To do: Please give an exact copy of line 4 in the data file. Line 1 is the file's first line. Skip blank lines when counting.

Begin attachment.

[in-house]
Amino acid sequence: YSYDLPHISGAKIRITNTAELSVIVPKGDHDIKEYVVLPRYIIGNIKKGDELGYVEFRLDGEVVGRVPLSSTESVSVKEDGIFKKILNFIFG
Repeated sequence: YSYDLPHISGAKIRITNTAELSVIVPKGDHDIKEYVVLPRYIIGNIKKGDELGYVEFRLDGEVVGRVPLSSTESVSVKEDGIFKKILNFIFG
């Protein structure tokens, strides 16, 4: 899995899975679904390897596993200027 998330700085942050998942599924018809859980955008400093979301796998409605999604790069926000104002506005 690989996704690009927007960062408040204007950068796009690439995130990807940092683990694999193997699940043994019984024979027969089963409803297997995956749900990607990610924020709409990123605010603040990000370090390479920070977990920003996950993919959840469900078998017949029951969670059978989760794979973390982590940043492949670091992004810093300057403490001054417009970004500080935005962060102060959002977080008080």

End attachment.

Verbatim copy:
């Protein structure tokens, strides 16, 4: 899995899975679904390897596993200027 998330700085942050998942599924018809859980955008400093979301796998409605999604790069926000104002506005 690989996704690009927007960062408040204007950068796009690439995130990807940092683990694999193997699940043994019984024979027969089963409803297997995956749900990607990610924020709409990123605010603040990000370090390479920070977990920003996950993919959840469900078998017949029951969670059978989760794979973390982590940043492949670091992004810093300057403490001054417009970004500080935005962060102060959002977080008080």